Blood samples (5 mL aliquots) were collected from the jugular vein into serum and EDTA vacuum tubes. Serum was separated by centrifugation at 1500 g for 10 min. CSF was aseptically collected under sedation from the lumbosacral site while the animal was standing, as previously described . Each sample was divided into two equal aliquots, one of which was analyzed within 1 h of collection (defined as fresh sample). Autologous serum was added to the second aliquot to a final concentration of 11 % and stored for 24 h at 4 °C (defined as stored sample).
For the total nucleated cell count, 100 μL CSF was added to 100 μL Turk stain and placed on a Nageotte hemocytometer, and the number of cells in an eight by 10 rectangle was counted. Two slides, one for a differential cell count and one for morphological evaluation, were prepared by cytocentrifugation at 500 g for 5 min (Cytospin2, Shandon) of 250 μL CSF and stained with May-Grünwald Giemsa. Only samples with at least 10 cells per slide were used for the differential cell count. The percentages of neutrophils, eosinophils and mononuclear cells (lymphocytes and monocytes) were calculated . Total protein concentration of CSF was measured by spectrophotometry (ILab Aries, Instrumental Laboratory) using a pyrogallol red assay only on the fresh samples. Cellular morphology, total and differential cell counts of the stored CSF samples were analyzed in the same way and by the same cytologist (BM) 24 h later.
CSF samples were considered abnormal if the total cell count was >10 cells/ mm3 and/or the protein content was >400 mg/L. Only samples with total and differential cell counts before and after storage were included.
Data were analyzed using the R ver. 2. 1.0 freeware statistical software package. The Shapiro-Wilk normality test was used to determine whether the data followed a normal distribution. None of the data was normally distributed. Numerical data are presented as median, minimum and maximum. Not normally distributed data were analyzed using the Wilcoxon rank sum test. Spearman’s rank correlation coefficient (Rs) was used to test the strength of correlations. Statistical significance was set at P <0.05.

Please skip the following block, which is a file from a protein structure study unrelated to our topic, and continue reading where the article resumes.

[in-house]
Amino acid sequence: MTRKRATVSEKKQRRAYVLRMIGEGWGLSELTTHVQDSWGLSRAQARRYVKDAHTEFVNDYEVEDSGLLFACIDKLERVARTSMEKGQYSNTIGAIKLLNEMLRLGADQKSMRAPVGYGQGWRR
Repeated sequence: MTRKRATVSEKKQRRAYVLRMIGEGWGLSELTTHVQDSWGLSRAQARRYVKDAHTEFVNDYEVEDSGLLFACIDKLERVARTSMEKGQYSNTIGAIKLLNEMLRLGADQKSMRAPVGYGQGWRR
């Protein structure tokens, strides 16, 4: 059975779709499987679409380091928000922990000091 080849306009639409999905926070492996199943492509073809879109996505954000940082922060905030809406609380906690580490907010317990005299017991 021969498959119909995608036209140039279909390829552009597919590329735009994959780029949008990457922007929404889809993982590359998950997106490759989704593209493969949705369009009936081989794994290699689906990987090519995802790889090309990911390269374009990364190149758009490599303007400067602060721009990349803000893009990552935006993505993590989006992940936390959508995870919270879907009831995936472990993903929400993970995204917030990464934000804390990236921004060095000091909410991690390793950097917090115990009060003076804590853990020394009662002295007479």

Thirty cattle with neurological disorders from farms in Piedmont were enrolled (mean age, 1 year; range, 4 days – 7 years). The majority of the animals were female (70 %, 21/30) and beef cattle (77 %, 23/30). Piedmontese breed accounted for 91 % (21/23). Other breeds included Italian Holstein-Friesian (n = 5), Blonde d’Aquitaine (n = 2), and crossbreed (n = 2). A definitive neurological diagnosis was available for all animals. An additional file shows this in more detail on the basis of the VITAMIN D algorithm  [see Additional file 1].
The most frequent neuroanatomical location of lesions was the forebrain and brainstem (78 %).
In all, 27 out of 30 samples met the inclusion criteria. Total protein concentration in the fresh samples was >400 mg/L in 18 animals. Total nucleated cell count was significantly decreased in the stored CSF samples (P = 0.01). Concerning the differential cell count, monocyte and lymphocyte percentages were significantly decreased (P = 0.03) and increased (P = 0.04) in the stored samples, respectively. No significant differences in neutrophil and mononuclear percentages were found between the fresh and the stored samples (Table 1).
Mononuclear pleocytosis was observed in 20 fresh CSF samples and neutrophilic pleocytosis in seven fresh samples. Cytological interpretation of mononuclear pleocytosis was confirmed in 12 out of 20 stored CSF samples. In the remaining eight stored samples, the number of total nucleated cells was within the normal range. The total protein content in three of these eight stored samples was greater than the reference range in the corresponding fresh samples. Neutrophilic pleocytosis was confirmed in all seven stored samples. The overall agreement rate between cytological interpretation of the fresh and the stored CSF samples was 70 % (100 % for neutrophilic pleocytosis and 60 % for mononuclear pleocytosis). There was a positive linear correlation between the total and differential cell counts in the fresh and the stored samples (Table 2). No linear correlation between total protein concentration (serum and CSF) and the degree of cell deterioration was found [CSF protein (P = 0.1; Rs = 0.31); serum protein (P = 0.67; Rs = 0.1)].